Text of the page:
Last week we discussed the benefits of xeriscaping portions of your community. From saving water to reducing pollution, it can be a cost-effective way to beautify the neighborhood, especially in drier regions. Xeriscaping was coined by Denver Water in the early 80’s by combining the word “landscape” with the Greek prefix “xero” meaning dry. It’s no surprise that this concept came to life in Colorado, as we live in a very dry region that does not have access to fresh water, making irrigation far more expensive and wasteful than in other regions.
Denver Water not only coined the term but developed a list of principles to help others around the world adopt xeriscaping. Here are these main principles of xeriscaping:
Before you plant anything, determine the water resources for your landscape and how to use them properly. You’ll also want to take into consider budget, function, aesthetics, and expected maintenance.
Quality soil retains moisture, which encourages plant growth. Incorporating organic matter into your soil can help improve its quality. However, you must understand the type of soil that will help plants in your region thrive. Some native plants don’t require much organic matter, while other can drown in soil that retains too much moisture.
The main goal of xeriscaping it to reduce water waste, which means reducing the size of lawns. Look to replace lawns with drought-tolerant grass that’s best suited for your region. You can also replace all or part of your lawn with low-water groundcovers that are drought-tolerant and require little to no fertilizer.
Pick plants that are drought-tolerant, but also have aesthetic appeal. Select plants that are native to your region or thrive in your type of climate. It’s recommended that you select a good mix of plants at various heights that bloom throughout the year. Don’t forget that different plants require different amounts of sunlight, so plant accordingly.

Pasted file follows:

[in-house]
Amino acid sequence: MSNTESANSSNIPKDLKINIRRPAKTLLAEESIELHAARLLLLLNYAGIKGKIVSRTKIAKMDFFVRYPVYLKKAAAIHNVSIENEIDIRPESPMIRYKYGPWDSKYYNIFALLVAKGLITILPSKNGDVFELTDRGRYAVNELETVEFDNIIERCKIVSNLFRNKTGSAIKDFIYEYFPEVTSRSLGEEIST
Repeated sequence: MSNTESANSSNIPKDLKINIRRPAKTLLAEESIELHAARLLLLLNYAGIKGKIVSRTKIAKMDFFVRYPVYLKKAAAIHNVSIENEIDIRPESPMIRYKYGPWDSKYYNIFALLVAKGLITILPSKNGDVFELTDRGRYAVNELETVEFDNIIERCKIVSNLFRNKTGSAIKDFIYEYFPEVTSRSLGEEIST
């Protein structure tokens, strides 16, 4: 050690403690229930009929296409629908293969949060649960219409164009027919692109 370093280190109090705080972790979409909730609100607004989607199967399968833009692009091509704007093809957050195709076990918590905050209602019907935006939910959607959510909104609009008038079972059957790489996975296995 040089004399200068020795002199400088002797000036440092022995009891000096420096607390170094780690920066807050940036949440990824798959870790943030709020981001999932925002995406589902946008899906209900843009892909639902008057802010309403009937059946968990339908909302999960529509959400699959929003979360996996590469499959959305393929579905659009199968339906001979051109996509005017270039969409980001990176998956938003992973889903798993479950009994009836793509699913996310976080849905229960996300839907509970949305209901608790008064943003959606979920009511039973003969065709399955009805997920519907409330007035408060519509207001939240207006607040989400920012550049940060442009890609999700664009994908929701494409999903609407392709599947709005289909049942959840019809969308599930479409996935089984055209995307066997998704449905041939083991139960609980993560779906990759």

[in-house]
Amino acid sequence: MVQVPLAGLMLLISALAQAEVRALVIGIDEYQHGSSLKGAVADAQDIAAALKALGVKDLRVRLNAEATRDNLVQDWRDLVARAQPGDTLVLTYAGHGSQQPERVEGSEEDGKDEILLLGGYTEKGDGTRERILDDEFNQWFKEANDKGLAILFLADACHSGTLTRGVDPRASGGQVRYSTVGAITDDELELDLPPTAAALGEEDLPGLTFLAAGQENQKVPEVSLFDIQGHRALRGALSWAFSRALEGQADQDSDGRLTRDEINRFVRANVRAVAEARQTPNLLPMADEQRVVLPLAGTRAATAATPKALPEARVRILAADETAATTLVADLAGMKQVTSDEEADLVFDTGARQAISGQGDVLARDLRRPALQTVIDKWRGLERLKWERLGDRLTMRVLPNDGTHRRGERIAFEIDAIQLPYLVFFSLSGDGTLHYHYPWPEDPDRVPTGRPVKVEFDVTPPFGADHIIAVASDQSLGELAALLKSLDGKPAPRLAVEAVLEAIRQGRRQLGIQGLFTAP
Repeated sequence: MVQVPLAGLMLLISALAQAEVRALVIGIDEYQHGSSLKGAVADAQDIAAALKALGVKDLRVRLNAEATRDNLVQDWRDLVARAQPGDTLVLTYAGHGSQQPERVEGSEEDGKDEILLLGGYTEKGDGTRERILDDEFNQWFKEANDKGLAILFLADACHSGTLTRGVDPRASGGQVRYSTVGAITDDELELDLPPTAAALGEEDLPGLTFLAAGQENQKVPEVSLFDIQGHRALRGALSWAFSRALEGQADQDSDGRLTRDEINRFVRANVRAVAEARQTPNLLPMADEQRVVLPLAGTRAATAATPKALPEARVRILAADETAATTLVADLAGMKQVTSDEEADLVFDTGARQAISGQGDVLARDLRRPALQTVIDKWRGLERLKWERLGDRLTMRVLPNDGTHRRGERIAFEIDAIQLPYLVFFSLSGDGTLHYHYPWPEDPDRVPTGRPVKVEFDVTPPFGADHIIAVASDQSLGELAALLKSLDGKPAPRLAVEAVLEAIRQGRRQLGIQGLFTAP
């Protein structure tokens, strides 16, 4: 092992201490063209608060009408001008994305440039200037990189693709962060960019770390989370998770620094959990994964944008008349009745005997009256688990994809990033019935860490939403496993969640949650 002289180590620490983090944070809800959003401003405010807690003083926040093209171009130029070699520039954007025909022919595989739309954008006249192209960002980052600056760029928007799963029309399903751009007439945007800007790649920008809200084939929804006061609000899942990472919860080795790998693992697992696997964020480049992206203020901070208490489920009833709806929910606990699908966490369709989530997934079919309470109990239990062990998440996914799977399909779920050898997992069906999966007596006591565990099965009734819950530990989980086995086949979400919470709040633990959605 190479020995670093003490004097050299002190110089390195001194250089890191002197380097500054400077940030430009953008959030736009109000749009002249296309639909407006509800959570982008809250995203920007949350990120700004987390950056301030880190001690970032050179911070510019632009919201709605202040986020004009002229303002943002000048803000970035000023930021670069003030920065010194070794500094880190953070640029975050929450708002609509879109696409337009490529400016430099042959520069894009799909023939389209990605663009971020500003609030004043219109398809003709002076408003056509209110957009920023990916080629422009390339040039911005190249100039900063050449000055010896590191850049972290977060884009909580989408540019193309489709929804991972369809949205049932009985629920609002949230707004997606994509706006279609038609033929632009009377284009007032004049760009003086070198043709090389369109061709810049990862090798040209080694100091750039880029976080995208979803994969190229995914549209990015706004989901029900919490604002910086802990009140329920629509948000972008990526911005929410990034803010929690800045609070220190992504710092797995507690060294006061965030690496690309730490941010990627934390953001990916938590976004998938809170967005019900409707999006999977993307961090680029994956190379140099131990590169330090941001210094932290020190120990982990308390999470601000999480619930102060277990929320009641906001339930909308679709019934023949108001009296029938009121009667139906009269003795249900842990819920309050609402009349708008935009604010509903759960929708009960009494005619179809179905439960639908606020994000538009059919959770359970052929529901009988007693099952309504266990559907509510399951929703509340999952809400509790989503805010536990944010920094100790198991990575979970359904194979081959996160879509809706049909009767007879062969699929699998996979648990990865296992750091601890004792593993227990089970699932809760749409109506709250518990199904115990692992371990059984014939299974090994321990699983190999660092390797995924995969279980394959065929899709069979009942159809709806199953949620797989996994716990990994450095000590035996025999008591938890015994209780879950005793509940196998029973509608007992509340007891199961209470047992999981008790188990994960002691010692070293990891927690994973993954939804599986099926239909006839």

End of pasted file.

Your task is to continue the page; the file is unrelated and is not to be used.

No, xeriscaping does not mean you’ll never have to water again. However, it does aim to ensure you water wisely and never overwater. Choose drip irrigation systems that directly water the roots and avoid wasteful sprinklers that leave excess water on the sidewalk or street. Aim to water plants deeply at their roots and do so infrequently to help them develop long, healthy drought-tolerant root systems.
It’s recommended that you use two to three inches of natural mulch. Mulch helps prevent evaporation and prevents weed growth. It’s also a way to improve the aesthetics of your landscape.
When you do the right amount of planning and research, you’ll end up with an attractive, low maintenance yard. But even xeriscaped landscapes still require some maintenance. Pull weeds, prune shrubs and trees, rake, and replace mulch as needed.
Maintaining a beautiful community is one way to improve resident experience. Download our free six-step guide for more tips!